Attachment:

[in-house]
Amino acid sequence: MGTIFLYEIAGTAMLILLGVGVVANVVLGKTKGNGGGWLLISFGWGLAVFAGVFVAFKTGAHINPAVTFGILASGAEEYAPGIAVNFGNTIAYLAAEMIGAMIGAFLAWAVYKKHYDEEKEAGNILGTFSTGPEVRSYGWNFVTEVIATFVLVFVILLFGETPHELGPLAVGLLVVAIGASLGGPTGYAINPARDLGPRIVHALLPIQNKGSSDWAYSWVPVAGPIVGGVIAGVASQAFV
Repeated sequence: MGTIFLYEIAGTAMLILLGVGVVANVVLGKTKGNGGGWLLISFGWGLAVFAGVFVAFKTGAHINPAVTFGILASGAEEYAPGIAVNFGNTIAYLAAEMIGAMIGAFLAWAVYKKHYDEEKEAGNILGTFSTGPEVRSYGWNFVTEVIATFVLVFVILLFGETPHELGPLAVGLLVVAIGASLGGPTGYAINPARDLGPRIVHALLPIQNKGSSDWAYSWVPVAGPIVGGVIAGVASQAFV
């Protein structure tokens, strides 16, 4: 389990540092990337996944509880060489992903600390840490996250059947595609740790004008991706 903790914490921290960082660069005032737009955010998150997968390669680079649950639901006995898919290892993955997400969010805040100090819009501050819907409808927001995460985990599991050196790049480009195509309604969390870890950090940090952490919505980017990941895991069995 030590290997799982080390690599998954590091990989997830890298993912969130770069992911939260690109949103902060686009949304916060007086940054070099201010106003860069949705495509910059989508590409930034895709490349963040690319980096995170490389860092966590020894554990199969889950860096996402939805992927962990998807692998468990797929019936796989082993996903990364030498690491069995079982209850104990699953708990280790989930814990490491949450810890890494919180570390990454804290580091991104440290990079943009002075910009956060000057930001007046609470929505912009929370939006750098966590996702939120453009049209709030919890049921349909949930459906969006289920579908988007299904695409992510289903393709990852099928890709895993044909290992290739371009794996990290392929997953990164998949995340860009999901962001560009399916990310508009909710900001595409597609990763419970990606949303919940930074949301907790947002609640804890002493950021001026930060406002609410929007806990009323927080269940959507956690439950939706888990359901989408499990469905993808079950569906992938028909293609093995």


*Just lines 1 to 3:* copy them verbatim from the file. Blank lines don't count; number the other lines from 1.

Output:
[in-house]
Amino acid sequence: MGTIFLYEIAGTAMLILLGVGVVANVVLGKTKGNGGGWLLISFGWGLAVFAGVFVAFKTGAHINPAVTFGILASGAEEYAPGIAVNFGNTIAYLAAEMIGAMIGAFLAWAVYKKHYDEEKEAGNILGTFSTGPEVRSYGWNFVTEVIATFVLVFVILLFGETPHELGPLAVGLLVVAIGASLGGPTGYAINPARDLGPRIVHALLPIQNKGSSDWAYSWVPVAGPIVGGVIAGVASQAFV
Repeated sequence: MGTIFLYEIAGTAMLILLGVGVVANVVLGKTKGNGGGWLLISFGWGLAVFAGVFVAFKTGAHINPAVTFGILASGAEEYAPGIAVNFGNTIAYLAAEMIGAMIGAFLAWAVYKKHYDEEKEAGNILGTFSTGPEVRSYGWNFVTEVIATFVLVFVILLFGETPHELGPLAVGLLVVAIGASLGGPTGYAINPARDLGPRIVHALLPIQNKGSSDWAYSWVPVAGPIVGGVIAGVASQAFV